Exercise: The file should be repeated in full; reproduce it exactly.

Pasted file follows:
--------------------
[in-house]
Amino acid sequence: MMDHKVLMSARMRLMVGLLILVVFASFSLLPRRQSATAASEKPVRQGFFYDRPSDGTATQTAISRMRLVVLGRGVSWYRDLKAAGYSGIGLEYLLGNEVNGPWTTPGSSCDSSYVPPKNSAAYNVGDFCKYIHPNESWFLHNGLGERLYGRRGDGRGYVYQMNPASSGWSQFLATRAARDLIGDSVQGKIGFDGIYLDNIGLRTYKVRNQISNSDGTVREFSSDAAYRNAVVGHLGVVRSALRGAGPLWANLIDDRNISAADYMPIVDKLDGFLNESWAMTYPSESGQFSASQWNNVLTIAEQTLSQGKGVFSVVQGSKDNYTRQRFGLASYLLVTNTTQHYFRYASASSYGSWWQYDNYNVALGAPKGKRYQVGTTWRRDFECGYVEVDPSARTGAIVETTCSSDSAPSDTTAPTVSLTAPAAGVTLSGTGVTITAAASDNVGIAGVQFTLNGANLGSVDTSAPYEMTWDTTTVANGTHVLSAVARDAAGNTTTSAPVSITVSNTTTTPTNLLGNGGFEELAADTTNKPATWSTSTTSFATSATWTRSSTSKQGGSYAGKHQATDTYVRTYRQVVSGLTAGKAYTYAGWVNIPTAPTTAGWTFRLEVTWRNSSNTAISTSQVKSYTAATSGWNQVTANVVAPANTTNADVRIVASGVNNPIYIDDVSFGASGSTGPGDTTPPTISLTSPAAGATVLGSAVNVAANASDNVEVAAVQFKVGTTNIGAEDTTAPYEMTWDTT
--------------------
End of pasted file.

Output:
[in-house]
Amino acid sequence: MMDHKVLMSARMRLMVGLLILVVFASFSLLPRRQSATAASEKPVRQGFFYDRPSDGTATQTAISRMRLVVLGRGVSWYRDLKAAGYSGIGLEYLLGNEVNGPWTTPGSSCDSSYVPPKNSAAYNVGDFCKYIHPNESWFLHNGLGERLYGRRGDGRGYVYQMNPASSGWSQFLATRAARDLIGDSVQGKIGFDGIYLDNIGLRTYKVRNQISNSDGTVREFSSDAAYRNAVVGHLGVVRSALRGAGPLWANLIDDRNISAADYMPIVDKLDGFLNESWAMTYPSESGQFSASQWNNVLTIAEQTLSQGKGVFSVVQGSKDNYTRQRFGLASYLLVTNTTQHYFRYASASSYGSWWQYDNYNVALGAPKGKRYQVGTTWRRDFECGYVEVDPSARTGAIVETTCSSDSAPSDTTAPTVSLTAPAAGVTLSGTGVTITAAASDNVGIAGVQFTLNGANLGSVDTSAPYEMTWDTTTVANGTHVLSAVARDAAGNTTTSAPVSITVSNTTTTPTNLLGNGGFEELAADTTNKPATWSTSTTSFATSATWTRSSTSKQGGSYAGKHQATDTYVRTYRQVVSGLTAGKAYTYAGWVNIPTAPTTAGWTFRLEVTWRNSSNTAISTSQVKSYTAATSGWNQVTANVVAPANTTNADVRIVASGVNNPIYIDDVSFGASGSTGPGDTTPPTISLTSPAAGATVLGSAVNVAANASDNVEVAAVQFKVGTTNIGAEDTTAPYEMTWDTT